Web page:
Four Cornell computer science researchers will receive $2.5 million from the National Science Foundation to develop software tools that will improve cybersecurity. The project is exploring a new approach that will make it easier to use cryptography to build more-secure systems. Computing and Information Science researchers on the project are Andrew Myers, Elaine Shi, Greg Morrisett and Rafael Pass (Cornell Tech).
Cryptography, which involves complex mathematical manipulations of data, demands high-level expertise. “It's easy to make security-critical mistakes when using cryptography to build systems,” Myers said. New secure processsoing chips must be programmed almost at the level of the computer’s “machine language” of ones and zeros, and also require expertise in cryptography.
“If we are serious about remaining globally competitive, we must continue to invest in research to develop new computer engineering techniques that will stop hackers in their tracks,” said Sen. Charles Schumer, D-New York. “The work coming out of Cornell will improve our nation’s cybersecurity and help foster technological innovations that will make us safer and more productive. This funding will allow our brightest minds to find solutions to current and future challenges.”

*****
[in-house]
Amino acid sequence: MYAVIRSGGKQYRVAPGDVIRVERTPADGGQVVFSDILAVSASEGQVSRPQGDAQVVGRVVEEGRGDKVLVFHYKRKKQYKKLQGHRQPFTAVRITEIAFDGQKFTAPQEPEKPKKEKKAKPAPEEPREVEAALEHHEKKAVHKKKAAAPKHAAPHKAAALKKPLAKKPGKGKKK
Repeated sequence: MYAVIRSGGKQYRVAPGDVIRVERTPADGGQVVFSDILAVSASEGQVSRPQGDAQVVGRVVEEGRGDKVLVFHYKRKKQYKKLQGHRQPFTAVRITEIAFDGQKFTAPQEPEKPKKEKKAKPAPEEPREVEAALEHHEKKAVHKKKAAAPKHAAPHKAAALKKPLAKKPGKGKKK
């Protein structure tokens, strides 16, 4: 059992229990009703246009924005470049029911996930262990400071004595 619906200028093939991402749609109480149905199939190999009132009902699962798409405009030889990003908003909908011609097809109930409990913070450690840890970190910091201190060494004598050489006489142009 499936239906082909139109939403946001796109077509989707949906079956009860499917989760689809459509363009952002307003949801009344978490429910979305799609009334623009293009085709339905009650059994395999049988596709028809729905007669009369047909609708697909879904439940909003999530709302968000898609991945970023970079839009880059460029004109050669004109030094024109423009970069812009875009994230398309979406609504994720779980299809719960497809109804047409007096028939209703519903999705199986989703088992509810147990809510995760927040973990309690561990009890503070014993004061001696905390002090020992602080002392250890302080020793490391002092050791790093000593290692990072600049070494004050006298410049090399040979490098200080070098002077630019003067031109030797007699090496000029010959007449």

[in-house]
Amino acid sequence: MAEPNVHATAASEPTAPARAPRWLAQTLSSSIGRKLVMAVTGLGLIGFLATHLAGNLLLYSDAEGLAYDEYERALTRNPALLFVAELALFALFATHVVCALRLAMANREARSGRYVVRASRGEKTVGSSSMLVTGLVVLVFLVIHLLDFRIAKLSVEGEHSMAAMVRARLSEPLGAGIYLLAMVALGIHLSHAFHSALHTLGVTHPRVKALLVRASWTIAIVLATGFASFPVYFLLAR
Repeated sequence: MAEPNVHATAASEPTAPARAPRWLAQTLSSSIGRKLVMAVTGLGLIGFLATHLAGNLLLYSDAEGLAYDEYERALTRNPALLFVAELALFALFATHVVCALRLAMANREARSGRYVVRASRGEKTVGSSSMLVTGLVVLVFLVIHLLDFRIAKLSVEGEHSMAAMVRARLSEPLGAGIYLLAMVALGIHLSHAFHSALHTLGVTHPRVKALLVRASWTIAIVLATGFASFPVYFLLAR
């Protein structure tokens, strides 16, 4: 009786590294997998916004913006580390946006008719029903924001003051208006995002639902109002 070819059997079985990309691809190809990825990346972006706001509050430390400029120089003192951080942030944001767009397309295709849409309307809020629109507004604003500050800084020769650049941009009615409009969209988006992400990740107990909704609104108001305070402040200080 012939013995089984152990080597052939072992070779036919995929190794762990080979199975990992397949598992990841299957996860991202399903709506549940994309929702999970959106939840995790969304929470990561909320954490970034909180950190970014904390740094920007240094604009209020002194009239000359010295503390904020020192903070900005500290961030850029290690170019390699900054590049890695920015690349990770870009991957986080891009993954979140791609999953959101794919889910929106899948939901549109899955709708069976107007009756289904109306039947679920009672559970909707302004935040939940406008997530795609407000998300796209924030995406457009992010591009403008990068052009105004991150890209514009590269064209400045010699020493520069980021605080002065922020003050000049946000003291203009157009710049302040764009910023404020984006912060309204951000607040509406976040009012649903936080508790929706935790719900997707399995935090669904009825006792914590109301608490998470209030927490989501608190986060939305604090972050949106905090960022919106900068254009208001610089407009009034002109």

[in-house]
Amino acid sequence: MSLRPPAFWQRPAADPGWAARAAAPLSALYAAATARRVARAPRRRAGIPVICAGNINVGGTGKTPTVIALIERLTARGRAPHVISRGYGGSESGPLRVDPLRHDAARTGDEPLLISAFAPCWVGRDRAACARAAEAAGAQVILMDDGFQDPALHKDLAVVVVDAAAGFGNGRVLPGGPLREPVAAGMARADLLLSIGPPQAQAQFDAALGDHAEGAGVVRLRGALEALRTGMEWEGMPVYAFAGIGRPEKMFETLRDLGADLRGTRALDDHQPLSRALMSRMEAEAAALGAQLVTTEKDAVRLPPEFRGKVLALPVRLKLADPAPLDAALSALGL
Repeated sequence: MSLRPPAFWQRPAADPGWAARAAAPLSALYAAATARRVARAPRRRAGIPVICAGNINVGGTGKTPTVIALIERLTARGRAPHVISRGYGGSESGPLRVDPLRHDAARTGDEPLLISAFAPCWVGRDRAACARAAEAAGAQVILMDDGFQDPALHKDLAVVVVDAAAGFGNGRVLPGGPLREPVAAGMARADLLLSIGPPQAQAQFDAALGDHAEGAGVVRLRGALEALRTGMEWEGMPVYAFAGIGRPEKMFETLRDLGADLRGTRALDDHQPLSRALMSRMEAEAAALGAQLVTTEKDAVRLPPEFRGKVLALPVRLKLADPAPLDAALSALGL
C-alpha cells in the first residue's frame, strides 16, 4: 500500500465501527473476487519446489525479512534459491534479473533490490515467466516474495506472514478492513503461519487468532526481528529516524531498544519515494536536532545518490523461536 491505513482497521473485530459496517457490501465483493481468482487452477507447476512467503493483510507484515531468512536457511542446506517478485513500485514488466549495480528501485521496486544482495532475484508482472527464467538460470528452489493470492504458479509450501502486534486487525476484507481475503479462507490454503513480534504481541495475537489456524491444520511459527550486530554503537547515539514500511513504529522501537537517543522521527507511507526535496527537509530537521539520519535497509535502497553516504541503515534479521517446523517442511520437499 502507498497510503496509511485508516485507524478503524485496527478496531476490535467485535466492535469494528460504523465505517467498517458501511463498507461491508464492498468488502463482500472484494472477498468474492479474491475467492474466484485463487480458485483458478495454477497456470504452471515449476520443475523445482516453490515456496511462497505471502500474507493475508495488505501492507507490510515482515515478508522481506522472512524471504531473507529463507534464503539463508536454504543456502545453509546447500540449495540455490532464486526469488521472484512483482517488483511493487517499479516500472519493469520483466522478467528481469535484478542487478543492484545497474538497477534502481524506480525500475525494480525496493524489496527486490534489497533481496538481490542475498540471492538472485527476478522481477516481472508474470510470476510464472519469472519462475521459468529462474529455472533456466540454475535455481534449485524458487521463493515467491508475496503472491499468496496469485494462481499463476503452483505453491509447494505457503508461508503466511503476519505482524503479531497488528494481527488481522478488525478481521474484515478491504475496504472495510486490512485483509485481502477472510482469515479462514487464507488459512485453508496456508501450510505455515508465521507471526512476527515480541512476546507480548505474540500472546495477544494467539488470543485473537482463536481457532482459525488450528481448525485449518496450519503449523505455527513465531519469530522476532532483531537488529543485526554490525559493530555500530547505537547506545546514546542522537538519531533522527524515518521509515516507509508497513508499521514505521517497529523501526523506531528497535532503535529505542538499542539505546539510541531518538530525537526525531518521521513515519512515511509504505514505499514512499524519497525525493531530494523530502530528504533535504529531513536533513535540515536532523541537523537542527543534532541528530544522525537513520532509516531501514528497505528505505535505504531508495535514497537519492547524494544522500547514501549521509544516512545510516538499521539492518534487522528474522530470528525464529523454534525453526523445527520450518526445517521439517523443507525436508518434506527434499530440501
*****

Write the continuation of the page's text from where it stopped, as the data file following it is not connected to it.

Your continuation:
Research funds will be used to develop a high-level programming language called Viaduct.
“The Viaduct system will automatically translate high-level code into provably secure implementations that use sophisticated cryptography,” said Myers, lead principal investigator.
“It’s clear that our society desperately needs new approaches to security and privacy,” said researcher and CIS Dean Morrisett. “The approach we are exploring should shift the burden of the security details from the programmer to the language environment.”
Leslie Morris is director of communications for Computing and Information Science.